Because your average customer service monkey doesn't know anything about "product activation" or "key blacklisting" or anything like that. They just point to the big sign above "Customer Service/Returns" that says "Opened media may only returned for an exact replacement".

        • They just point to the big sign above "Customer Service/Returns" that says "Opened media may only returned for an exact replacement".

          There's a way to smurf with them even that way. Return it as defective and get a new copy. Return that copy and get a third copy. Rinse and repeat, establish a pattern of defective copies, and watch the store stop carrying that title due to its abnormal defect rate.

    • Re: (Score:3, Informative)

      by Mr. Freeman (933986)
      "I have been told by many who have been in SCC that the company can not send an attorney to represent them. "

      Depends on the laws in your state. In some states companies are REQUIRED to be represented by a lawyer.
      • by micheas (231635) on Sunday May 30, 2010 @05:12AM (#32395406) Homepage Journal

        IANAL, but In almost all -- if not all states if a company is in small claims court they must send one of the following:

        The owner (if a sole proprietorship)
        A general partner (if a partnership)
        An officer of the company (If a corporation or a form of partnership that has officers)
        or a regular employee of the company.

        The last one means that a company cannot hire an attorney to go to court, but if they have an attorney on staff that employee can go to court for the company. Here is a basic overview from the California courts:

        http://www.courtinfo.ca.gov/selfhelp/smallclaims/scbasics.htm#whogoes [ca.gov]

    • by AK Marc (707885)
      IANAL but I have been told by many who have been in SCC that the company can not send an attorney to represent them.

      If you sue a person, they may or may not be able to bring a lawyer, depending on the location. However, if you sue a company, then they are almost required by law to send an attorney. The "company" can't show up in person, so whoever does show up is representing someone else in a matter of law, so they must be licensed to practice law on behalf of someone else. It might be different wher
    • by snowgirl (978879) on Sunday May 30, 2010 @05:21AM (#32395436) Journal

      I had an argument (a.k.a. flamewar) with a guy recently here on slashdot about the necessity of lawyers.

      He seemed to simply reject the idea that the law was complicated enough to require a specialized caste of individuals. He kept arguing that a layperson should be able to accomplish legal work without resorting to a lawyer.

      I appreciate your account so much, because it provides a good amount of evidence to back up my claim: the law is that complicated, and while a layperson could do it, they have to spend a lot of time and effort on the matter.

      Cases are not as easy as walking in and talking to the judge.

      We pay lawyers so well to do this stuff, because they have less ramp-up time than we do.

      On another note, yeah, a lot of lawyers are pretty piss poor at representing their clients in court. I remember one judge berating a lawyer in a restraining order case for attempting to make an argument directly against the New York Times prior restraint precedent. I suppose you get what you pay for when you hire a budget lawyer?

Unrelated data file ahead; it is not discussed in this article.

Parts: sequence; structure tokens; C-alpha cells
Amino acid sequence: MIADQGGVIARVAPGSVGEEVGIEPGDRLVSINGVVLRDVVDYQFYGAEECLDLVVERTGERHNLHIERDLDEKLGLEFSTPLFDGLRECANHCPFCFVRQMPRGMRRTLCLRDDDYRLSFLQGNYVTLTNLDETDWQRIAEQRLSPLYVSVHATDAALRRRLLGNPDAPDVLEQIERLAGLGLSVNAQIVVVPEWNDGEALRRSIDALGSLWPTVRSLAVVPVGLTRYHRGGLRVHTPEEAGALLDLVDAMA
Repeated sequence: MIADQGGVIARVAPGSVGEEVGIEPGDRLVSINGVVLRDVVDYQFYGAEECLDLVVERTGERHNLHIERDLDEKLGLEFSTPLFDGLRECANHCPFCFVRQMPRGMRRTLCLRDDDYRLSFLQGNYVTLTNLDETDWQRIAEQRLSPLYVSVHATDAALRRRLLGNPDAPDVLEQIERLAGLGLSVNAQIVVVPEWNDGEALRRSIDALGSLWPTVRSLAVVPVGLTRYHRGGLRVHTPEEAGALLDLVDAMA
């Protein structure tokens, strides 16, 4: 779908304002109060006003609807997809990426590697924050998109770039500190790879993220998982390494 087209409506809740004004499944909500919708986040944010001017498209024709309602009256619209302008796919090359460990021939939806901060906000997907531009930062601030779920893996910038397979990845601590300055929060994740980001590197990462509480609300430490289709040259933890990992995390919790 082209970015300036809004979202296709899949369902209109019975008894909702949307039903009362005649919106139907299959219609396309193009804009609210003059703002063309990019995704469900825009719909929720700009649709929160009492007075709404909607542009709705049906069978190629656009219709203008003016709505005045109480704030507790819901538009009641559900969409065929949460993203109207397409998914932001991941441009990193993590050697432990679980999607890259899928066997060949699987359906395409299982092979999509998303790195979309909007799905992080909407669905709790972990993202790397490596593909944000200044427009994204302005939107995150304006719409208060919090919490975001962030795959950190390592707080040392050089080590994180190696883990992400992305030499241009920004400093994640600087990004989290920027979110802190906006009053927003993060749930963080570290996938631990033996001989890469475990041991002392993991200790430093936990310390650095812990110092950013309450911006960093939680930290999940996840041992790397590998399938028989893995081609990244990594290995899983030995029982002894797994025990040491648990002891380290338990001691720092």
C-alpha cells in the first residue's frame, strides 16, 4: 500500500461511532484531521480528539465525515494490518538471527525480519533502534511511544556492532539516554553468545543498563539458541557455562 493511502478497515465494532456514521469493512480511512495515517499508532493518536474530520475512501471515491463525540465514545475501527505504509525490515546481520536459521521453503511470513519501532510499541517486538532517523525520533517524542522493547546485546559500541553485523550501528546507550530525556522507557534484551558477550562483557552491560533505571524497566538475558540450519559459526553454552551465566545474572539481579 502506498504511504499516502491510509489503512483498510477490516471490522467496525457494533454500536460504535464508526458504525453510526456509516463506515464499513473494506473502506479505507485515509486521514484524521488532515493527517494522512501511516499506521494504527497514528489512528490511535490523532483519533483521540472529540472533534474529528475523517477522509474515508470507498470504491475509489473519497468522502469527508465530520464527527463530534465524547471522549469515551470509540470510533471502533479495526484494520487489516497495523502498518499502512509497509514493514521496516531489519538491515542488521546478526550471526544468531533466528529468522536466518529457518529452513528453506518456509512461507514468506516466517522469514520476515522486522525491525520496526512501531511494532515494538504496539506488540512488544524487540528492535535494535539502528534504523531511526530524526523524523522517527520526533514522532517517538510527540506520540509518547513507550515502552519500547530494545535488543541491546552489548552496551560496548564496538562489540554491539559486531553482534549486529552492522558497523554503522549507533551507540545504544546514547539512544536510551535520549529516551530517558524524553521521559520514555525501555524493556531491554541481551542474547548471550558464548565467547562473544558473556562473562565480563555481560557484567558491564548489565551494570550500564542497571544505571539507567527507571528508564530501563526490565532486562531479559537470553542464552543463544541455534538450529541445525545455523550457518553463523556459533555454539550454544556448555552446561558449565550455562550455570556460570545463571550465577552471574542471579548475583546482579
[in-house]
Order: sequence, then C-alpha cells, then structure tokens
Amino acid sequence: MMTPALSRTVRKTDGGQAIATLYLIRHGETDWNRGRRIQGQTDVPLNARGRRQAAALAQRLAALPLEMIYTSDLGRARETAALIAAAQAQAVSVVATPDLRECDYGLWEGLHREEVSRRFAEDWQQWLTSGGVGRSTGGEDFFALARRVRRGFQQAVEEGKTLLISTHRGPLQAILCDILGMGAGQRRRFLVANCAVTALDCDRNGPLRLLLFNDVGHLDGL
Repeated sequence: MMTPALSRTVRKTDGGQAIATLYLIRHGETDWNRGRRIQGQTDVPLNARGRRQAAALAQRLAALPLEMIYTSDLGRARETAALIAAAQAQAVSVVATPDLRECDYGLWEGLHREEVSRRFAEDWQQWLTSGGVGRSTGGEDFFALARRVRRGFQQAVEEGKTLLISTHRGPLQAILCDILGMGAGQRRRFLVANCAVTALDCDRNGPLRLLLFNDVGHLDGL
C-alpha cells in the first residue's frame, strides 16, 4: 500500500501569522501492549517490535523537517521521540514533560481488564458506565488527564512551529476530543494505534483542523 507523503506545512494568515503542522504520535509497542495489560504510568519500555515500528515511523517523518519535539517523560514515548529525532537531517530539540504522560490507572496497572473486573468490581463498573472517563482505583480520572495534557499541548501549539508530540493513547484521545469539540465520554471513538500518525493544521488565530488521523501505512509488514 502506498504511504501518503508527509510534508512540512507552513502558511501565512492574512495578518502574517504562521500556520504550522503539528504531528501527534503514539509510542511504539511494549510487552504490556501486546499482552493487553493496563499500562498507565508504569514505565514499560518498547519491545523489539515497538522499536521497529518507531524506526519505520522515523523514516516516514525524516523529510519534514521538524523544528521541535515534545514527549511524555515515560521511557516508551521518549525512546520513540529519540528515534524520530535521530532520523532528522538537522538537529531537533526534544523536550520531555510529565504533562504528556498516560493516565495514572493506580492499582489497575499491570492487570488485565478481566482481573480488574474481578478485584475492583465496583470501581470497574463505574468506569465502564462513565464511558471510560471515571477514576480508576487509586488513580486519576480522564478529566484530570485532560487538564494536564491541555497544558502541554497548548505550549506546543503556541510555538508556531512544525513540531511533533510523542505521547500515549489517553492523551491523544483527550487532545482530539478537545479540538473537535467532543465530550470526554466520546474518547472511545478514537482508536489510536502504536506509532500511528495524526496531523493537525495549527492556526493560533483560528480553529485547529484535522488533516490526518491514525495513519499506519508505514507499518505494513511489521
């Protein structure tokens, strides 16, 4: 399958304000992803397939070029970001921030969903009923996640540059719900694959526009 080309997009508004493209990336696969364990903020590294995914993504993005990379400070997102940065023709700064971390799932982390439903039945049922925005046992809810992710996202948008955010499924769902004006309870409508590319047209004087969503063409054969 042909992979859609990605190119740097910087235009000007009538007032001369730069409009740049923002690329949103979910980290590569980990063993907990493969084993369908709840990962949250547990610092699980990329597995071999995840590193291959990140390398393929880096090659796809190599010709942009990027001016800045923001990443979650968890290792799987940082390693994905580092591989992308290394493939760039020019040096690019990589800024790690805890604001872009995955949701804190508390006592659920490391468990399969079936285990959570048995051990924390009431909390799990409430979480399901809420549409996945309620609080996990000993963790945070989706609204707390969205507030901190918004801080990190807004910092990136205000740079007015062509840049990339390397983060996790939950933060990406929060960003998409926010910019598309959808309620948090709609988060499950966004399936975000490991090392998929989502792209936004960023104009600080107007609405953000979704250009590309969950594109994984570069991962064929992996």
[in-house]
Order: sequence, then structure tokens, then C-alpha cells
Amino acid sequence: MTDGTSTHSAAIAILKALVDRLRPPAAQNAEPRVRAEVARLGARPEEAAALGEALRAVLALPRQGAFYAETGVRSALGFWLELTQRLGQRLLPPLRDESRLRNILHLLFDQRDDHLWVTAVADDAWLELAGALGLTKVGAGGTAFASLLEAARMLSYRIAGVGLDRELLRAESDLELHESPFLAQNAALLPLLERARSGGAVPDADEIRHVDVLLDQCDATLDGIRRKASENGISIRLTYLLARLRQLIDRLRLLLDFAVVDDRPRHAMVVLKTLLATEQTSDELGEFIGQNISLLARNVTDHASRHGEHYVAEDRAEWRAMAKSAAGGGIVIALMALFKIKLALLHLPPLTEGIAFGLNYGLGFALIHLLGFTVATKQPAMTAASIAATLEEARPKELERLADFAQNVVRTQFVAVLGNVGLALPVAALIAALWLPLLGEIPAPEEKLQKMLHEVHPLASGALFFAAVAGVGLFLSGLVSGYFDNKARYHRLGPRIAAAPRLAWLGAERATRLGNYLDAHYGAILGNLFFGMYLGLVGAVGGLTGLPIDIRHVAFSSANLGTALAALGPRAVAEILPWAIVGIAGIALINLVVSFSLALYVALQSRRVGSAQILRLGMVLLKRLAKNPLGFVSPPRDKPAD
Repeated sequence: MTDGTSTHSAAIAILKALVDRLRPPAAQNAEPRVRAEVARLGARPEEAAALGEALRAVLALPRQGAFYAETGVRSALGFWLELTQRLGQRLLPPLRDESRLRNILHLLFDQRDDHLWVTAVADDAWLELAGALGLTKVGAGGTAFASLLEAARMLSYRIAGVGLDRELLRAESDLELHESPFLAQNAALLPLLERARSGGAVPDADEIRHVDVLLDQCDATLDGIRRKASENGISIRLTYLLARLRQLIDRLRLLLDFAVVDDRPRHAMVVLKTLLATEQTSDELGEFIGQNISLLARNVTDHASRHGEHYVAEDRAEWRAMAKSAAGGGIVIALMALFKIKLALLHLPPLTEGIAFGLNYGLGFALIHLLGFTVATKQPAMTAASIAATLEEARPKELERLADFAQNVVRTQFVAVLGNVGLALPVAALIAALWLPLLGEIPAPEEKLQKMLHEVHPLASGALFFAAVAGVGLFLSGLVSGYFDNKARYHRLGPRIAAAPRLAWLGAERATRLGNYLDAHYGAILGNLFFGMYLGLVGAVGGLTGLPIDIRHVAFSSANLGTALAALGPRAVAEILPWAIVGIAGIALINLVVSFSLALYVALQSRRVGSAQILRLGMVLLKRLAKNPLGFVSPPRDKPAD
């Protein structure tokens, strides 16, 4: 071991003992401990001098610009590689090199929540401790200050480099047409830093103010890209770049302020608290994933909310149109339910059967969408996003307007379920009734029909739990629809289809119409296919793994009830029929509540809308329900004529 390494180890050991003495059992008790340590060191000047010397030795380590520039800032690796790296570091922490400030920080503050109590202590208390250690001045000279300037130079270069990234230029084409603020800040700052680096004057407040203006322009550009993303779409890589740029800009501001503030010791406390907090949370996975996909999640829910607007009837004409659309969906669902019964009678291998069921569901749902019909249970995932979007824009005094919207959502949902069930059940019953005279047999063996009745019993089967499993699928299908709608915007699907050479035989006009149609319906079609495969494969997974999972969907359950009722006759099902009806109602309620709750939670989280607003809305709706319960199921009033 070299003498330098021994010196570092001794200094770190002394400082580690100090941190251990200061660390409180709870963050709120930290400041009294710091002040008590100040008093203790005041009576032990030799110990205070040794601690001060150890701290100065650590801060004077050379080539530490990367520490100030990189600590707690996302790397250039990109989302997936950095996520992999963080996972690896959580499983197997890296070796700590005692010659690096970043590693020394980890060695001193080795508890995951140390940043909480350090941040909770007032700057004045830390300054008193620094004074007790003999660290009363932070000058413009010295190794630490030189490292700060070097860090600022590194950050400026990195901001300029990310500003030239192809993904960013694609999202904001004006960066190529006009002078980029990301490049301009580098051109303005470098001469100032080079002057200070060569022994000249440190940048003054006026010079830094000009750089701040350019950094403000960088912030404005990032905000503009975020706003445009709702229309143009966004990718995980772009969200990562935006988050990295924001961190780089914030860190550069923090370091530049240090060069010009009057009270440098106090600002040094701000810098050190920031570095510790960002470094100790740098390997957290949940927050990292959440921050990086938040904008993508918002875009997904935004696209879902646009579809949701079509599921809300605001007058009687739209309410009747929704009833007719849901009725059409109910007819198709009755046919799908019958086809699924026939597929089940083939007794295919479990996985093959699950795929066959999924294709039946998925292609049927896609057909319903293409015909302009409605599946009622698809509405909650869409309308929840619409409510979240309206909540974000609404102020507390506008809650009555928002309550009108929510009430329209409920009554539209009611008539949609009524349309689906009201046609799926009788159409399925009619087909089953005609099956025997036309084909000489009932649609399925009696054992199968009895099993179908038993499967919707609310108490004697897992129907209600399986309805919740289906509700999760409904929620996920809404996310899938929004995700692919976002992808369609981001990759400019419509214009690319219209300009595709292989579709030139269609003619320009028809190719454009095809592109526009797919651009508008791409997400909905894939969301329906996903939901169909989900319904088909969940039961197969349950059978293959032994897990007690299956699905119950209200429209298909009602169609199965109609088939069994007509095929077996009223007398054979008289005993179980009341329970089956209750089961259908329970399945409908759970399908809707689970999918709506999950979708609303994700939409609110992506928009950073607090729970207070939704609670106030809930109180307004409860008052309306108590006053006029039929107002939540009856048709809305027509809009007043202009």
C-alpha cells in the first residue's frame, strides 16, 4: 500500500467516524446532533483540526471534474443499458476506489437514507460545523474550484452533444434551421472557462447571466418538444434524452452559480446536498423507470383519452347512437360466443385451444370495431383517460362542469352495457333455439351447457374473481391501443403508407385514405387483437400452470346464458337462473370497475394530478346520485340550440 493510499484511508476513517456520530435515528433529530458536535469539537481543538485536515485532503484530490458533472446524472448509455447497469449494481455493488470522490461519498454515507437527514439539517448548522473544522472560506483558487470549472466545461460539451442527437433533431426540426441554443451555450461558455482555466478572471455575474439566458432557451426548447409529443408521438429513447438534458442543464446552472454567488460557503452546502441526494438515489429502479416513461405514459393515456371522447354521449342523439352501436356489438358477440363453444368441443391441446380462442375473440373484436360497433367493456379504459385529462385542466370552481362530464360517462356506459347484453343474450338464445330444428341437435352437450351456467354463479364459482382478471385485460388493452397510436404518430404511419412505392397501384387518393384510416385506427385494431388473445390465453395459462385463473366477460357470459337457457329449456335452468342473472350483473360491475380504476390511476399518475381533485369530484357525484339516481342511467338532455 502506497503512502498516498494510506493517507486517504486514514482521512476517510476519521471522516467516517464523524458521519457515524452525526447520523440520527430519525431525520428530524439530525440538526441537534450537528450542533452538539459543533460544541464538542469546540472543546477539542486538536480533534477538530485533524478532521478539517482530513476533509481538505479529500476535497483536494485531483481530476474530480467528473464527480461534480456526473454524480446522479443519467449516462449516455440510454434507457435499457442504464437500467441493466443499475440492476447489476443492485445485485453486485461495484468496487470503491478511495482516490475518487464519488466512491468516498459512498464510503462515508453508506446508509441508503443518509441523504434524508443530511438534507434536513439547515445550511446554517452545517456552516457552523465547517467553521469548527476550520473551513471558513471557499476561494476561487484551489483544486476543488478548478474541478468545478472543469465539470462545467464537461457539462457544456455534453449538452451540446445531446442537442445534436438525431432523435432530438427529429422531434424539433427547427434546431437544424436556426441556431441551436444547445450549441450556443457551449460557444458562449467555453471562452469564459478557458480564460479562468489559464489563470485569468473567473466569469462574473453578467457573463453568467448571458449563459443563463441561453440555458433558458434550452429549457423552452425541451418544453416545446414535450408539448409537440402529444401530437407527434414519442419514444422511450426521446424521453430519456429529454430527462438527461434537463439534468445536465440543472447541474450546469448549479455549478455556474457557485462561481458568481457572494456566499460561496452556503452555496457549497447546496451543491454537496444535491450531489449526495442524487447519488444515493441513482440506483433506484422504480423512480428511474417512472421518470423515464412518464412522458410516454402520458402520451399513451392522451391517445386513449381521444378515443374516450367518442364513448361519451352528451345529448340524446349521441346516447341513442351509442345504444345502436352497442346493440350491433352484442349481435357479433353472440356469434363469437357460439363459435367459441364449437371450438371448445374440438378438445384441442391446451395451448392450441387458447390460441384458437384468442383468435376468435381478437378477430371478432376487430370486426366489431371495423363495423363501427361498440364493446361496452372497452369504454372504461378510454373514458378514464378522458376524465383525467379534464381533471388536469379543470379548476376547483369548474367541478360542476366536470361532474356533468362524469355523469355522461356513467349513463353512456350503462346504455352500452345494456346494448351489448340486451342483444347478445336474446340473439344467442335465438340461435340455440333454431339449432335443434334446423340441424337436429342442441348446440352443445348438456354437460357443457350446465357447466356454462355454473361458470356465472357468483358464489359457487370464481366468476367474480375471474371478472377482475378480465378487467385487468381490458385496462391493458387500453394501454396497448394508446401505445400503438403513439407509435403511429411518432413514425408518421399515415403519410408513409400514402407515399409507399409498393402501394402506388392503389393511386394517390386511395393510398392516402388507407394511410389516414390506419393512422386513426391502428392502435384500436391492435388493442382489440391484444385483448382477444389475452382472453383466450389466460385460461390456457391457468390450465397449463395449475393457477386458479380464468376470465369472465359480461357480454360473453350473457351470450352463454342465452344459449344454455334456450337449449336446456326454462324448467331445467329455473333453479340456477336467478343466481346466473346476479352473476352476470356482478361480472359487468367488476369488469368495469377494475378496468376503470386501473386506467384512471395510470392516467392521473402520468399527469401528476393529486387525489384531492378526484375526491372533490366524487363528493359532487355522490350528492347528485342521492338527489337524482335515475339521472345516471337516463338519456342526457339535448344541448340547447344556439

• by bhtooefr (649901)

        Myself, I feel that the law should be simple enough to not need lawyers.

        And, what about companies? Have the entire list of employees available to the courts. An employee is selected at random from that list (so you can't have a CEO that's a lawyer in disguise, unless you require that every employee of your company, all the way down to the janitorial staff, is a lawyer in disguise.)

        That method has the potential to be less fair on the individual case level, but more fair overall.

        • by snowgirl (978879)

          And, what about companies? Have the entire list of employees available to the courts. An employee is selected at random from that list (so you can't have a CEO that's a lawyer in disguise, unless you require that every employee of your company, all the way down to the janitorial staff, is a lawyer in disguise.)

          You don't need the entire list. As lawyers have to pass the bar exam, and be registered in nearly every state in order to practice law. In all but two states, they also have to obtain a J.D. in order to even take the bar exam.

          So, it would be sufficient for anyone attempting to represent a company in small claims to submit their education qualifications and bar status under penalty of perjury. It would take one stupid lawyer to put down that they did not meet this criteria when they did... it's pretty muc

      • by Surt (22457)

        Certainly reality rules in your favor, the law IS too complicated for the layperson to use it.

        In the ideal, however, the law would be simple and the tool of anyone who needed its protection.

        • Re: (Score:3, Insightful)

          by snowgirl (978879)

          Certainly reality rules in your favor, the law IS too complicated for the layperson to use it.

          In the ideal, however, the law would be simple and the tool of anyone who needed its protection.

          While I agree that it is fundamentally an ideal; I think it is not possible for a legal system to be sufficiently comprehensive without devolving into the need for specialized individuals. Even the Jewish concept of Noatic Law for the gentiles is complicated enough to draw out the distinction between justified and unjustified homicide.

          • by Surt (22457)